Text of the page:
Martin Scorsese, it’s a name that will long outlast any of us thanks to nearly five decades of directing must-watch movies. He’s reached a rare status where every new film is an absolute spectacle. And after a brief theatrical stint to, in essence, qualify for the Academy Awards, Netflix is the proud host of Scorsese’s latest tour de force, The Irishman. This three-and-a-half-hour-long epic represents a more mature examination of the gangster genre, a territory very familiar to the director, but one he’s usually drawn to for the wild and reckless aspects of the lifestyle. Yet, that’s not Scorsese’s intent with The Irishman, here he journeys into the loneliness and isolation of the few who are, dare I say, lucky enough to survive a lifetime of double-crossings. It’s a bold and ambitious endeavor for the filmmaker, but one he still manages to handle exceptionally well, even if The Irishman fails to stand up to Scorsese’s best.
Frank Sheeran (Robert De Niro) is a hard-working World War II vet whose life is forever changed when he befriends the notorious mobster, Russell Bufalino (Joe Pesci). Frank’s comfort with killing, largely in part to his time in the war, makes him a natural fit as a hitman for the Bufalino crime family. Frank’s close ties with Russell eventually set him a collision course with the outspoken labor union leader, Jimmy Hoffa (Al Pacino), and the two men immediately become close allies. Their friendship lasts for many years, that is, until Hoffa gets in over his head with Russell Bufalino and other “made men” who demand the deadly services of Frank Sheeran one last time.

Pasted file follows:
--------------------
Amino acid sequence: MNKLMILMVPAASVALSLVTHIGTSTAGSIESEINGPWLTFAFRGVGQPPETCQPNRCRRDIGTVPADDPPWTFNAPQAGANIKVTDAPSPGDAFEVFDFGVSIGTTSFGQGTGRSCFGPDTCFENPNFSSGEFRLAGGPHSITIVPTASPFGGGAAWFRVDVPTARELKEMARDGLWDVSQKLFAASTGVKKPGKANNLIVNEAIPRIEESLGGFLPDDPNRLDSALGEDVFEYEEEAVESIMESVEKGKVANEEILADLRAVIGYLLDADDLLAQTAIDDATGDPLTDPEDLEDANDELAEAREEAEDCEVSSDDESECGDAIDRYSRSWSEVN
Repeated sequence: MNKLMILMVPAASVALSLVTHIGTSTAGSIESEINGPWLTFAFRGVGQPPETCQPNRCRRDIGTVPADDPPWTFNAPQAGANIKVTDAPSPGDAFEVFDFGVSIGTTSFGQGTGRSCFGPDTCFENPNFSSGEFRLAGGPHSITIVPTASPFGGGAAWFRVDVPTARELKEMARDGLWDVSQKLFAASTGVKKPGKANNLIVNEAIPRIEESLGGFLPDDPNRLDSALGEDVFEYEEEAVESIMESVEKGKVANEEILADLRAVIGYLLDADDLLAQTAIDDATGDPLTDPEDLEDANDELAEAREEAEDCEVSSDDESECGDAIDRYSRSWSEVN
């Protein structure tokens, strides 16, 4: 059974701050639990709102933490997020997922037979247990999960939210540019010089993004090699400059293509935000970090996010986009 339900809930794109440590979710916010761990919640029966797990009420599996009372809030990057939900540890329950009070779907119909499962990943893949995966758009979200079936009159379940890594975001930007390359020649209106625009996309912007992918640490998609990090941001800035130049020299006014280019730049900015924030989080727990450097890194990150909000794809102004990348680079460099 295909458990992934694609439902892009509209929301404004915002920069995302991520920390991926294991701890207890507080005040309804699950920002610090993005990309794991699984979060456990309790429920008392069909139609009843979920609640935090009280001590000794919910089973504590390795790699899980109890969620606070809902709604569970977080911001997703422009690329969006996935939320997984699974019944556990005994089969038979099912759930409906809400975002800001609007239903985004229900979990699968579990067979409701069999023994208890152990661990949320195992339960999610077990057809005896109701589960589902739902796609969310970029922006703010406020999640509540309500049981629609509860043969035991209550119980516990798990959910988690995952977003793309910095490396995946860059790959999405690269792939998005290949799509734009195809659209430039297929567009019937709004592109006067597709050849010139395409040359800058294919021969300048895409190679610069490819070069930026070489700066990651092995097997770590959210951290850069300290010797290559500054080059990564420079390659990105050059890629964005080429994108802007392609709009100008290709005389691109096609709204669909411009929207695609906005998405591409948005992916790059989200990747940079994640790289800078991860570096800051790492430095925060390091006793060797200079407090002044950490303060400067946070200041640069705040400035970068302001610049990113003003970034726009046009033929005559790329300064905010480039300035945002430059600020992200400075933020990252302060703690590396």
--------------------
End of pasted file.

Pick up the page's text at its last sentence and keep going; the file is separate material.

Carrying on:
The Irishman attempts to bite off more than it can chew. Scorsese swings big, banking on an emotional conclusion that never really hits home the way it’s intended. With that being said, Scorsese still delivers a superbly crafted film that boasts phenomenal technical achievements and a pair of outstanding supporting turns. First, the widely discussed de-aging effect that’s used in the film is very impressive and executed at a never-before-seen level, making Scorsese’s firm dependence on the technique something that could very well change the way movies are made going forward. Now, onto the towering performances from Al Pacino and Joe Pesci. Both offer their finest work in decades and each do it in a completely different manner. Pacino’s turn is showier as he mimics the brash and animated demeanor of Jimmy Hoffa with immense precision. It’s a loud role that demands your attention, and for this reason it’s more likely to stand out when harkening back to the film. Conversely, Joe Pesci delivers a slick and subtle performance, magnificently detailed and remarkably nuanced. Both men are completely worthy of Oscar Nominations, although I wouldn’t necessarily say the same for lead actor Robert De Niro whose dry and soulless approach makes for a rather uninspiring central character. I, personally, felt no connection whatsoever with the character of Frank Sheeran and this is the driving force behind Scorsese’s whiff at an emotional conclusion to the film. And while I left the theater feeling unmoved and slightly disappointed in The Irishman as a whole, the film is still a strong feature that races along with a driving force that keeps you fully engaged up until the pivotal onscreen moment when we’re given Scorsese’s interpretation of Jimmy Hoffa’s disappearance. My suggestion is to slightly temper your expectations before strapping in and enjoying another wild and worthwhile ride courtesy of a true cinematic genius.